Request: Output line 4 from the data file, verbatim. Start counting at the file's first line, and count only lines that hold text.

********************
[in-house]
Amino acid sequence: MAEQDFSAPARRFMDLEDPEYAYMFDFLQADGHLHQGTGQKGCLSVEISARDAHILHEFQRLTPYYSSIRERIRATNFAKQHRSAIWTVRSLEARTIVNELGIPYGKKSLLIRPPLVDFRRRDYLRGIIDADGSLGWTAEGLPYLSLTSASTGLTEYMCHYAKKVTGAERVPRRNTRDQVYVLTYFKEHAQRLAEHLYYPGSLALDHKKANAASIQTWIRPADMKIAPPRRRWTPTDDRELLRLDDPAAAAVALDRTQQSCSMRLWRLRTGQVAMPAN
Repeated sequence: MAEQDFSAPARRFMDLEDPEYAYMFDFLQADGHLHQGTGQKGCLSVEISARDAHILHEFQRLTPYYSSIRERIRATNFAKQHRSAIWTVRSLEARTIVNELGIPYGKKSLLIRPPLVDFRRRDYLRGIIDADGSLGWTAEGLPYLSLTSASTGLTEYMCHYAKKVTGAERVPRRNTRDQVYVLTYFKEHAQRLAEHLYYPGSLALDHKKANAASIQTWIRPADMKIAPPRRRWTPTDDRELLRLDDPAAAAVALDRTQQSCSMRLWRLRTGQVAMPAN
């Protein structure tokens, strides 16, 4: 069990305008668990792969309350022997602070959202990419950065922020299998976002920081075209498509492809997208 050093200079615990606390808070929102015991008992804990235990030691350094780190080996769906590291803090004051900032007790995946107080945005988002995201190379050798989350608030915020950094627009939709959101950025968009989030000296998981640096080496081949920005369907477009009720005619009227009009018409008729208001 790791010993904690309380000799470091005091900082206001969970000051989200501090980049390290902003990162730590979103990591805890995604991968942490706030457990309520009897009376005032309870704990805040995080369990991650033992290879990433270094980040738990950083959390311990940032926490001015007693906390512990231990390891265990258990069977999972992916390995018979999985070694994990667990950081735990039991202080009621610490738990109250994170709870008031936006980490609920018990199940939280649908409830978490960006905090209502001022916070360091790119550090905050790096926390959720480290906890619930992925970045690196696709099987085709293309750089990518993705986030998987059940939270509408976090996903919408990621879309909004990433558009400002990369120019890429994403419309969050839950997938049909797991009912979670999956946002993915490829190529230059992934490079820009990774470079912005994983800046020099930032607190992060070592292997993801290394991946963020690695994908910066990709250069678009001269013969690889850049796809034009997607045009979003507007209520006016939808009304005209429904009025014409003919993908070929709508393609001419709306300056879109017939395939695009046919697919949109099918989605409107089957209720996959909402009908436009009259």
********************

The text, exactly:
């Protein structure tokens, strides 16, 4: 069990305008668990792969309350022997602070959202990419950065922020299998976002920081075209498509492809997208 050093200079615990606390808070929102015991008992804990235990030691350094780190080996769906590291803090004051900032007790995946107080945005988002995201190379050798989350608030915020950094627009939709959101950025968009989030000296998981640096080496081949920005369907477009009720005619009227009009018409008729208001 790791010993904690309380000799470091005091900082206001969970000051989200501090980049390290902003990162730590979103990591805890995604991968942490706030457990309520009897009376005032309870704990805040995080369990991650033992290879990433270094980040738990950083959390311990940032926490001015007693906390512990231990390891265990258990069977999972992916390995018979999985070694994990667990950081735990039991202080009621610490738990109250994170709870008031936006980490609920018990199940939280649908409830978490960006905090209502001022916070360091790119550090905050790096926390959720480290906890619930992925970045690196696709099987085709293309750089990518993705986030998987059940939270509408976090996903919408990621879309909004990433558009400002990369120019890429994403419309969050839950997938049909797991009912979670999956946002993915490829190529230059992934490079820009990774470079912005994983800046020099930032607190992060070592292997993801290394991946963020690695994908910066990709250069678009001269013969690889850049796809034009997607045009979003507007209520006016939808009304005209429904009025014409003919993908070929709508393609001419709306300056879109017939395939695009046919697919949109099918989605409107089957209720996959909402009908436009009259």